The statewide average precipitation was 2.8 inches, 0.4 inches below
normal. A year ago, the March precipitation was 4.2 inches, an inch
above normal, signaling the start of a very wet growing season.
This year, the January to March precipitation total was 5.8 inches,
1.4 inches below normal. After an exceptionally wet fall, the drier
conditions this year have helped soil moisture return to conditions
more typical for this time of year.
The latest National Weather Service outlook for April calls for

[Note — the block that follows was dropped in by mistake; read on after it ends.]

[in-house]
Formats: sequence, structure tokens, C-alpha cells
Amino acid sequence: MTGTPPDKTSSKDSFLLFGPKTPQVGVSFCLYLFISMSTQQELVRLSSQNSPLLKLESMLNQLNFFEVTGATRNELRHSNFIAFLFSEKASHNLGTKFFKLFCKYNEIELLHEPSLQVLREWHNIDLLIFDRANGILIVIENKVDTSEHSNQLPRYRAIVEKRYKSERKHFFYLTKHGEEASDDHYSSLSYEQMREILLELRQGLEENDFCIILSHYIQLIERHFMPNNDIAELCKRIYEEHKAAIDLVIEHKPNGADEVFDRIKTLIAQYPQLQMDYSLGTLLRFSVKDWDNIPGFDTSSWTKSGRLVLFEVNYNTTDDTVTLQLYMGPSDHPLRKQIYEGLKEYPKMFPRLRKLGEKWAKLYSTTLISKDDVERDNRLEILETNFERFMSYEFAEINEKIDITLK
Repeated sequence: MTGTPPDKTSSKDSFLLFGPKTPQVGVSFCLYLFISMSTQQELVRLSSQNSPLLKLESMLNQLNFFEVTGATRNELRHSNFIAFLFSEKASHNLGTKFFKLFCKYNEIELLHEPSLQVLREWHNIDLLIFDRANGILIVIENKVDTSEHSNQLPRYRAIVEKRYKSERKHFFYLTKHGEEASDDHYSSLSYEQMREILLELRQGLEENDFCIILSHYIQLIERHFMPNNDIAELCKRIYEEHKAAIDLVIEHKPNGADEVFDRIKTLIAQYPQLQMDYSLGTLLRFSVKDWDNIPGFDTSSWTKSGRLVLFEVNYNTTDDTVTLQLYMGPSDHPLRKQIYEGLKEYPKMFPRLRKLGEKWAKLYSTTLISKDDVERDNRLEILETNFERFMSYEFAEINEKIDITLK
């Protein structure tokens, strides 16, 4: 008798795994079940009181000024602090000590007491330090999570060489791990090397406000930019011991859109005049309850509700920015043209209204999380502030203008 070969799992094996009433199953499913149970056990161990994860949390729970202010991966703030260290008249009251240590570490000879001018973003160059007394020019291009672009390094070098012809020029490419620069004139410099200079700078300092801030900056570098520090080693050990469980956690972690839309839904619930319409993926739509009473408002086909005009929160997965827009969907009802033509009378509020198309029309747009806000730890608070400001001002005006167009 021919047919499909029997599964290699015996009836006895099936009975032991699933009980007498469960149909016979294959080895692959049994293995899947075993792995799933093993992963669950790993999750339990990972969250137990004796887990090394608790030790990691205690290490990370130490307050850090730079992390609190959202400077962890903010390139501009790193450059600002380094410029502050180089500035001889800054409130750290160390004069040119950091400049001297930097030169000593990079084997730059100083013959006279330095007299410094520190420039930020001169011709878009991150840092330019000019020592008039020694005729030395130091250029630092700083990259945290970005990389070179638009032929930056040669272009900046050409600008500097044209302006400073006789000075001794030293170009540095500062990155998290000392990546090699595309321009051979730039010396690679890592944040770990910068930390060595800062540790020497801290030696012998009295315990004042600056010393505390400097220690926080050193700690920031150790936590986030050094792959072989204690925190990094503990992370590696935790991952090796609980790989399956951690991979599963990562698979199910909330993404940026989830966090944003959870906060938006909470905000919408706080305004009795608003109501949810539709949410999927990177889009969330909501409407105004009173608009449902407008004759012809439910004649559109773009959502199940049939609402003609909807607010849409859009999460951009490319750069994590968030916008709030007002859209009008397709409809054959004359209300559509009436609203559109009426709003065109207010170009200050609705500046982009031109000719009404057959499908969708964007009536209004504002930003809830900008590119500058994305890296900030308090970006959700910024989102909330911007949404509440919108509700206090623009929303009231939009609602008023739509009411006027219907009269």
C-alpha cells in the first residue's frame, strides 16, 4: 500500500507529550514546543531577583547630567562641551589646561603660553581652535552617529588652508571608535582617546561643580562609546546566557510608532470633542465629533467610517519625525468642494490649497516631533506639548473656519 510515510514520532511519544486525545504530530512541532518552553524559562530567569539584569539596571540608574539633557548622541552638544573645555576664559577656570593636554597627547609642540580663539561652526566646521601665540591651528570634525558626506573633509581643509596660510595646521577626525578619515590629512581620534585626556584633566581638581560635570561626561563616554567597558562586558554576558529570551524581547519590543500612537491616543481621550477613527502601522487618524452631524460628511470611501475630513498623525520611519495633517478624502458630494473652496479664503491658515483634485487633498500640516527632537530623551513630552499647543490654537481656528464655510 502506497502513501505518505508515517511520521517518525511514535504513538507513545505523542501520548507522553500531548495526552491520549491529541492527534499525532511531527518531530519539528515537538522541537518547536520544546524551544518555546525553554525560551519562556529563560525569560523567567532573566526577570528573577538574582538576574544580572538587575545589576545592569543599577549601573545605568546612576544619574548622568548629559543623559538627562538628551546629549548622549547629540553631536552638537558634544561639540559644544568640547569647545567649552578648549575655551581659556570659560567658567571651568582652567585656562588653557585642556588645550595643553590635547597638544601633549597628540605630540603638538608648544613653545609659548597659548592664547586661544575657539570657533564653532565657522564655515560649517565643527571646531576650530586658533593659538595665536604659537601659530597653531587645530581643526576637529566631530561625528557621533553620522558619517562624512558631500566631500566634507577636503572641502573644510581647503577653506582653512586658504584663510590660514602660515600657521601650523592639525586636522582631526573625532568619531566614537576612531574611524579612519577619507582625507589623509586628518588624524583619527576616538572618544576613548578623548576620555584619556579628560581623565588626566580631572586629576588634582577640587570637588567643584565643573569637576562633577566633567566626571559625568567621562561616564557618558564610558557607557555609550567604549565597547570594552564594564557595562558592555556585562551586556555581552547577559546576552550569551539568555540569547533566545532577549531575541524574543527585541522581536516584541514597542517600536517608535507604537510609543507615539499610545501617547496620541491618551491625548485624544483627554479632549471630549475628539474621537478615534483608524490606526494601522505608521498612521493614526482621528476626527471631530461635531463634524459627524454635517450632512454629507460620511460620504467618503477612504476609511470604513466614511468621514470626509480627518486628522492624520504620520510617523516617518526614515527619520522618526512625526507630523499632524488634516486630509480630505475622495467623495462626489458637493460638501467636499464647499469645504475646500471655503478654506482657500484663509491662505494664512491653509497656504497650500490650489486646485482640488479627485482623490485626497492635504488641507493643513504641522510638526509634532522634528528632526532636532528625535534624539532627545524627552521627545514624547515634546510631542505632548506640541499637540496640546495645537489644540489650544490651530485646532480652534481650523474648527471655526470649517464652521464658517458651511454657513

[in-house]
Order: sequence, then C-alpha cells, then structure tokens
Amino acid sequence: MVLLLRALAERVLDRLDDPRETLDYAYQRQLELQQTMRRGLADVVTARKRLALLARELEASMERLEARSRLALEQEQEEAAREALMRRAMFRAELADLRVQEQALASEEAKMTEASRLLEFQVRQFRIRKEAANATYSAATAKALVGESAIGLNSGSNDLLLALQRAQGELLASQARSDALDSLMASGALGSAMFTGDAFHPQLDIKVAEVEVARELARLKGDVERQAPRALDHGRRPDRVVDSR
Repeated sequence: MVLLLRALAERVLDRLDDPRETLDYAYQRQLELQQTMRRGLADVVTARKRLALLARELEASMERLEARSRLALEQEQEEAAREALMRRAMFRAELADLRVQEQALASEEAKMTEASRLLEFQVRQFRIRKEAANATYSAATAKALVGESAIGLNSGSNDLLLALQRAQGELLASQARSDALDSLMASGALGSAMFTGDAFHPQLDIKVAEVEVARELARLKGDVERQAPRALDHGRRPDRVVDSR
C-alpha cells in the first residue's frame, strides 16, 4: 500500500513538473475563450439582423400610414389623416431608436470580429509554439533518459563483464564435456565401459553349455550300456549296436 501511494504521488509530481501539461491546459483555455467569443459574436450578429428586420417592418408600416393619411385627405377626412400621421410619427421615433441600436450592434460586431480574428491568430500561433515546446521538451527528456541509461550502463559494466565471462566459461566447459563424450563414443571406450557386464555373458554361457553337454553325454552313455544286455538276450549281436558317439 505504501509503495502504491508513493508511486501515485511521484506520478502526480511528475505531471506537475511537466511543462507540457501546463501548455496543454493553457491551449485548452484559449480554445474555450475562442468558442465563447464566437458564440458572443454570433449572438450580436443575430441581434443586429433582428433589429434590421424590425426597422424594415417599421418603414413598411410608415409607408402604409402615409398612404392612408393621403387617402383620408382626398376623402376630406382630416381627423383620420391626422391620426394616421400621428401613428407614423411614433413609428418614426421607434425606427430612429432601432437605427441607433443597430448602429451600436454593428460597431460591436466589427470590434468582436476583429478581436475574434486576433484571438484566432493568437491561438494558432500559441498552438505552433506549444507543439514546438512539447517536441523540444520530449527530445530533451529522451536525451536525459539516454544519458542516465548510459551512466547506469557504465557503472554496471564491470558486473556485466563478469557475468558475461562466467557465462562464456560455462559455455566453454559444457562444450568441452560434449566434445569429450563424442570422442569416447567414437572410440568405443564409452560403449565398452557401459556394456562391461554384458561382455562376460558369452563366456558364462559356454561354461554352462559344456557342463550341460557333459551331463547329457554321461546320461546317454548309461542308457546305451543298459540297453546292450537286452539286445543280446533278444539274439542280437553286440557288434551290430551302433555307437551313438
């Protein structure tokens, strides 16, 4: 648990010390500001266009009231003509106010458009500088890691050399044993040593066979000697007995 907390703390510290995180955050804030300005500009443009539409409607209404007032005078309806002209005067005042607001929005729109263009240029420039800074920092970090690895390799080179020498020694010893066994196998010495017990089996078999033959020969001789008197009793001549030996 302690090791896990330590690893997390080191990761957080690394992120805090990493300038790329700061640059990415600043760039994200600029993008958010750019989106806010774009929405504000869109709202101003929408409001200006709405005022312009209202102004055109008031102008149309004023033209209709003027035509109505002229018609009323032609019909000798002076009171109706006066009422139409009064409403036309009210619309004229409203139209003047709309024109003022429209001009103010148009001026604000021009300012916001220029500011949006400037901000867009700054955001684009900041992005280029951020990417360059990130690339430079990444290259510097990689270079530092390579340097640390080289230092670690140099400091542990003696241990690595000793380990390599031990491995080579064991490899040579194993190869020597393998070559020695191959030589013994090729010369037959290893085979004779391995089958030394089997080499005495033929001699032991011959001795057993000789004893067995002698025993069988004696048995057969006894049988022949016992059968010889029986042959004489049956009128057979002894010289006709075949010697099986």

an increased chance of above normal temperatures across Illinois and
the Corn Belt. An increased chance of above normal precipitation is
indicated for the western Corn Belt, including western Illinois. The
eastern half of Illinois has an equal chance of above, below and
near normal precipitation.
"March certainly came in like a lion and out like a lamb," Angel
said. "The average statewide temperature on March 1 was 32 degrees
but warmed up to 58 degrees on March 31."
The Illinois State Water
Survey at the University of Illinois at Urbana-Champaign, a
division of the Institute of Natural Resource Sustainability, is the
primary agency in Illinois concerned with water and atmospheric
[Text from file received from
State Water Survey]